Class sizeto be reducedby Utah act

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    By MATT SMITH

    The $1.6 billion Minimum School Program Act passed this month by Utah lawmakers will allow the Utah State Board of Education to pump $55 million into Utah’s elementary schools to help reduce class size.

    According to state education officials and national education publications, this has been a big problem for Utah in the past.

    “Utah has consistently ranked last in the nation in per-pupil spending, but its students perform admirably on standardized tests,” said Mark Walsh of Education Week.

    Walsh said the reason students perform well, despite the low ranking of per-pupil spending, is because of “the significant portion of residents who are Mormons, who tend to value education.”

    Now it looks like Utah will be moving up in the national rankings for education.

    Laurie Chivers, deputy superintendent from the Utah State Office of Education, said the Minimum School Program Act will allow a 3 percent increase in the value weighted pupil unit, which is the basic formula for school funding in Utah.

    This 3 percent increase will allow each student to be valued at $1,791, and additional money will be given to special education students and other students with special needs.

    Chivers said the main problem in trying to pass the bill is a debate about how much money would be put into the class size reduction program.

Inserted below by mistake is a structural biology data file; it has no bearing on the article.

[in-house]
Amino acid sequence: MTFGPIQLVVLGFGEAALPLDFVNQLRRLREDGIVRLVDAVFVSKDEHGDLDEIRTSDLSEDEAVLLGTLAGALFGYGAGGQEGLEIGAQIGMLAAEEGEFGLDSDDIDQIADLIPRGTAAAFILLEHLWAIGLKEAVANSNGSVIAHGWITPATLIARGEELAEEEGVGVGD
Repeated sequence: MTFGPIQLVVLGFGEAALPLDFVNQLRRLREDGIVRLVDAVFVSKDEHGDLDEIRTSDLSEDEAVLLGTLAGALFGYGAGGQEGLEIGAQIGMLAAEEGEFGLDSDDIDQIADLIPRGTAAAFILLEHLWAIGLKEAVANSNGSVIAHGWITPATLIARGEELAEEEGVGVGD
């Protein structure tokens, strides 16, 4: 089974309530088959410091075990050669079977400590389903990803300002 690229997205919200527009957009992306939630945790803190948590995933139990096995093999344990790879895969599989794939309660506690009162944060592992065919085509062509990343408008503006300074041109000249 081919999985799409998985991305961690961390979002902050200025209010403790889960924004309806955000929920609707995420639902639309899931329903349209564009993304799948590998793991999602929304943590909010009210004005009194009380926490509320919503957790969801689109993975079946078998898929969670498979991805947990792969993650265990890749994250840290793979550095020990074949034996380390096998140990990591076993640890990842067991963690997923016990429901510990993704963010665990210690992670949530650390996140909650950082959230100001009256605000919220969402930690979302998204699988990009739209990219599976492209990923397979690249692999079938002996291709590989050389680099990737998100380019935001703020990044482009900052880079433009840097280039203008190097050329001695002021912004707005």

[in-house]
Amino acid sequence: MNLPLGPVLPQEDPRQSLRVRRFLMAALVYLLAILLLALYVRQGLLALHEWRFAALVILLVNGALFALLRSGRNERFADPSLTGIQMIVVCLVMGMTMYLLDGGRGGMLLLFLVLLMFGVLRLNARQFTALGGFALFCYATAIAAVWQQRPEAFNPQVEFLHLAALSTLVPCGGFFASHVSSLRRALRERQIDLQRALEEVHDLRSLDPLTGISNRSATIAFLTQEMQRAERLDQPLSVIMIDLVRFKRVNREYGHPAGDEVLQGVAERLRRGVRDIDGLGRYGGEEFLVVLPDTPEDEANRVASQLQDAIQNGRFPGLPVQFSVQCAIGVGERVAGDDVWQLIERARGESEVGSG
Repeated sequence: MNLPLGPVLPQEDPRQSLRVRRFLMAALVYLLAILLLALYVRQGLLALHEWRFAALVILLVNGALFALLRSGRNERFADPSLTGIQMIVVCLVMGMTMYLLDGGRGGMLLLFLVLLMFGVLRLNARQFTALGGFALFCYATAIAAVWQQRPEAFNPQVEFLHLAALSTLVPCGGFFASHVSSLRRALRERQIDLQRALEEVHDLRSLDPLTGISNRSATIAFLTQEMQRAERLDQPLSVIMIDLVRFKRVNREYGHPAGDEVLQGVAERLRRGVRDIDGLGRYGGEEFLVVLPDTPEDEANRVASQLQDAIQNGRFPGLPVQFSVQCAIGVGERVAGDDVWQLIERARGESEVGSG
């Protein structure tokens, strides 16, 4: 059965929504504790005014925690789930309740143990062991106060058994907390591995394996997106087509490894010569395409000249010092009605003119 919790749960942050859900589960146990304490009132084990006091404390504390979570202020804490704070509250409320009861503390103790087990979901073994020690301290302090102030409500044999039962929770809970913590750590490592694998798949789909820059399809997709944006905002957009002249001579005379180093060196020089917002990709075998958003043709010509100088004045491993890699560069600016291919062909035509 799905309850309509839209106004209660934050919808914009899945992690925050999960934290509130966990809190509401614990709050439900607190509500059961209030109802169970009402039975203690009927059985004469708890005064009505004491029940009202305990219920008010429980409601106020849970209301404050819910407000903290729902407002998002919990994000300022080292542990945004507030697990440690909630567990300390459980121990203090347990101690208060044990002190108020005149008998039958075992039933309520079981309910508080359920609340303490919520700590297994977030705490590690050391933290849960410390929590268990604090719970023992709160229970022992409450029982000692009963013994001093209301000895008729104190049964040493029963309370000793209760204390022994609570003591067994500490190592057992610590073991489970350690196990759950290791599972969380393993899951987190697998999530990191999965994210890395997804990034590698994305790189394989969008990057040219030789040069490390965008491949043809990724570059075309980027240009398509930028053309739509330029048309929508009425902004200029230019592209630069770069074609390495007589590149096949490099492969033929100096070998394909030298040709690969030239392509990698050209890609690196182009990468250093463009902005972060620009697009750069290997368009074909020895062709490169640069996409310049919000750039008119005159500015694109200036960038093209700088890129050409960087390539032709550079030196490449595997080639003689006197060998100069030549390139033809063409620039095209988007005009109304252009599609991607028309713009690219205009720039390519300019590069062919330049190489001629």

The bill was finally pushed through with an agreement to phase out a 20 percent rule by the year 2000.

    Eighteen percent of the $55 million will be used for class size reduction in the 1997-98 school year, 12 percent in the 1998-99 school year and 5 percent in the 1999-2000 school year.

    The bill also includes $26.3 million for building schools.

    Chivers said the areas that suffered the most significant budget cuts were inservice programs (66 percent), Educational Technology Initiative (54 percent), FACT (69 percent) and English as a Second Language (34 percent).

    Utah’s student-teacher ratio was 23.6-to-1 in 1995-96, well above the 17.3-to-1 national ratio — second only to California’s, according to Education Week. That translates into class sizes of 30 or more students for half the state’s teachers of grades 4-6.

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